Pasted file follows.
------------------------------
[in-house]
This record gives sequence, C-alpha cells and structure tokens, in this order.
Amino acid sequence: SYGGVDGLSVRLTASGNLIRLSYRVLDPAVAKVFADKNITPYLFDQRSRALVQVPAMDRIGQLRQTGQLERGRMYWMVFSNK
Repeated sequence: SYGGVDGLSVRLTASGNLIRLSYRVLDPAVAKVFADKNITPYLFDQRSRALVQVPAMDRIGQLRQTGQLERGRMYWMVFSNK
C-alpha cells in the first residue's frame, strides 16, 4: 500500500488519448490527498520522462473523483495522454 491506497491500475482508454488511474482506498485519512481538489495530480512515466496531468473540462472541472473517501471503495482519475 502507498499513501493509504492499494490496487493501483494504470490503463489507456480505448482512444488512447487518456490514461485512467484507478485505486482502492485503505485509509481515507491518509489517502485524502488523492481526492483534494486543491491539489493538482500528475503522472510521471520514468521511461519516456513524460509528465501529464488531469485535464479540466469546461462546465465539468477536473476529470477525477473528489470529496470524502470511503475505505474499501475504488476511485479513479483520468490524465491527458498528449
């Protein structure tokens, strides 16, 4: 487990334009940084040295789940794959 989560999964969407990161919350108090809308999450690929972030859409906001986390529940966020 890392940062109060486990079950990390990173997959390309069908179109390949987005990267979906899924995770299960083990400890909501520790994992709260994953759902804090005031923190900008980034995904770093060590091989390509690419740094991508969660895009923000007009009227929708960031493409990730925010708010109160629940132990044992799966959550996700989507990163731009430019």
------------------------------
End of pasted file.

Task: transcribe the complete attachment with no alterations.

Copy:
[in-house]
This record gives sequence, C-alpha cells and structure tokens, in this order.
Amino acid sequence: SYGGVDGLSVRLTASGNLIRLSYRVLDPAVAKVFADKNITPYLFDQRSRALVQVPAMDRIGQLRQTGQLERGRMYWMVFSNK
Repeated sequence: SYGGVDGLSVRLTASGNLIRLSYRVLDPAVAKVFADKNITPYLFDQRSRALVQVPAMDRIGQLRQTGQLERGRMYWMVFSNK
C-alpha cells in the first residue's frame, strides 16, 4: 500500500488519448490527498520522462473523483495522454 491506497491500475482508454488511474482506498485519512481538489495530480512515466496531468473540462472541472473517501471503495482519475 502507498499513501493509504492499494490496487493501483494504470490503463489507456480505448482512444488512447487518456490514461485512467484507478485505486482502492485503505485509509481515507491518509489517502485524502488523492481526492483534494486543491491539489493538482500528475503522472510521471520514468521511461519516456513524460509528465501529464488531469485535464479540466469546461462546465465539468477536473476529470477525477473528489470529496470524502470511503475505505474499501475504488476511485479513479483520468490524465491527458498528449
């Protein structure tokens, strides 16, 4: 487990334009940084040295789940794959 989560999964969407990161919350108090809308999450690929972030859409906001986390529940966020 890392940062109060486990079950990390990173997959390309069908179109390949987005990267979906899924995770299960083990400890909501520790994992709260994953759902804090005031923190900008980034995904770093060590091989390509690419740094991508969660895009923000007009009227929708960031493409990730925010708010109160629940132990044992799966959550996700989507990163731009430019």